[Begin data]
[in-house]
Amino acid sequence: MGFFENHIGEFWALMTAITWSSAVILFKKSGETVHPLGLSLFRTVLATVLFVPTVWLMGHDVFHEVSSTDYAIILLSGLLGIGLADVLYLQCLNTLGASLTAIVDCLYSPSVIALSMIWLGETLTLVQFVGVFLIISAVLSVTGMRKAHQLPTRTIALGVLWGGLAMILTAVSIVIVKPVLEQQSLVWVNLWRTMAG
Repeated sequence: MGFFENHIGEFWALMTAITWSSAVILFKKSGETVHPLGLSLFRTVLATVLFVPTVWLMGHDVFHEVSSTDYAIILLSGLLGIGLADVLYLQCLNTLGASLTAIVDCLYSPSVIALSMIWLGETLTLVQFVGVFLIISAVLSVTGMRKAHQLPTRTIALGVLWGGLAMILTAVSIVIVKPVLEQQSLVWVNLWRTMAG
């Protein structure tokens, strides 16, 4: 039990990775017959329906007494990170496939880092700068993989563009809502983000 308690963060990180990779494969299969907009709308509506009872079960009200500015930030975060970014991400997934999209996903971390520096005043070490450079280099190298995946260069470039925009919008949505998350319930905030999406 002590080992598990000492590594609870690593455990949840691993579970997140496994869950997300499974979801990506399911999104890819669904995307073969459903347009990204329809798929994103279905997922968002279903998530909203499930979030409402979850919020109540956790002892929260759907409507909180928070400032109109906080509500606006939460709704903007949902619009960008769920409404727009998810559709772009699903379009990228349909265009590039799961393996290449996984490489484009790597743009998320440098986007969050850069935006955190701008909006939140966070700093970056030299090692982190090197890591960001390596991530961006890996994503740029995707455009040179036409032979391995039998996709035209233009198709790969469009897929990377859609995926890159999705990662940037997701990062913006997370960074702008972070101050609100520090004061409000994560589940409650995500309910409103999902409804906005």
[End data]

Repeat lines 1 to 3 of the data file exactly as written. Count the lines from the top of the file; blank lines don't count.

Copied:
[in-house]
Amino acid sequence: MGFFENHIGEFWALMTAITWSSAVILFKKSGETVHPLGLSLFRTVLATVLFVPTVWLMGHDVFHEVSSTDYAIILLSGLLGIGLADVLYLQCLNTLGASLTAIVDCLYSPSVIALSMIWLGETLTLVQFVGVFLIISAVLSVTGMRKAHQLPTRTIALGVLWGGLAMILTAVSIVIVKPVLEQQSLVWVNLWRTMAG
Repeated sequence: MGFFENHIGEFWALMTAITWSSAVILFKKSGETVHPLGLSLFRTVLATVLFVPTVWLMGHDVFHEVSSTDYAIILLSGLLGIGLADVLYLQCLNTLGASLTAIVDCLYSPSVIALSMIWLGETLTLVQFVGVFLIISAVLSVTGMRKAHQLPTRTIALGVLWGGLAMILTAVSIVIVKPVLEQQSLVWVNLWRTMAG